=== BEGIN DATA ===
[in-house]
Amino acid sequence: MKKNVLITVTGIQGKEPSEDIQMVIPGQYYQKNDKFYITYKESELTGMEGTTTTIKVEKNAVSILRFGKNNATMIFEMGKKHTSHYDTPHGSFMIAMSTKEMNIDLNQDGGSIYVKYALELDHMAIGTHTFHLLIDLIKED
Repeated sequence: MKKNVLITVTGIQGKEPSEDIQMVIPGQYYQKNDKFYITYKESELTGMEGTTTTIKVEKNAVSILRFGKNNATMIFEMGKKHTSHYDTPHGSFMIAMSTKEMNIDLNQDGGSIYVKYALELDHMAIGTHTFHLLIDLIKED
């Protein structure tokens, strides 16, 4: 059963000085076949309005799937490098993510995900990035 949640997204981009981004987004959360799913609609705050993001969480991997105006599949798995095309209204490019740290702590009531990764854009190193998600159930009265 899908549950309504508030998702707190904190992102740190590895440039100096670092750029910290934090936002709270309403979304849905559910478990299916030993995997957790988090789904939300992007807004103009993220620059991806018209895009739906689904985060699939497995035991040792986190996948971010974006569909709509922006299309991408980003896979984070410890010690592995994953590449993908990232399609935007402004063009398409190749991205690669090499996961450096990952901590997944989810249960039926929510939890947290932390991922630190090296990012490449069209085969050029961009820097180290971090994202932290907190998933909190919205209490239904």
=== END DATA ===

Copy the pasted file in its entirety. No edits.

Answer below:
[in-house]
Amino acid sequence: MKKNVLITVTGIQGKEPSEDIQMVIPGQYYQKNDKFYITYKESELTGMEGTTTTIKVEKNAVSILRFGKNNATMIFEMGKKHTSHYDTPHGSFMIAMSTKEMNIDLNQDGGSIYVKYALELDHMAIGTHTFHLLIDLIKED
Repeated sequence: MKKNVLITVTGIQGKEPSEDIQMVIPGQYYQKNDKFYITYKESELTGMEGTTTTIKVEKNAVSILRFGKNNATMIFEMGKKHTSHYDTPHGSFMIAMSTKEMNIDLNQDGGSIYVKYALELDHMAIGTHTFHLLIDLIKED
């Protein structure tokens, strides 16, 4: 059963000085076949309005799937490098993510995900990035 949640997204981009981004987004959360799913609609705050993001969480991997105006599949798995095309209204490019740290702590009531990764854009190193998600159930009265 899908549950309504508030998702707190904190992102740190590895440039100096670092750029910290934090936002709270309403979304849905559910478990299916030993995997957790988090789904939300992007807004103009993220620059991806018209895009739906689904985060699939497995035991040792986190996948971010974006569909709509922006299309991408980003896979984070410890010690592995994953590449993908990232399609935007402004063009398409190749991205690669090499996961450096990952901590997944989810249960039926929510939890947290932390991922630190090296990012490449069209085969050029961009820097180290971090994202932290907190998933909190919205209490239904």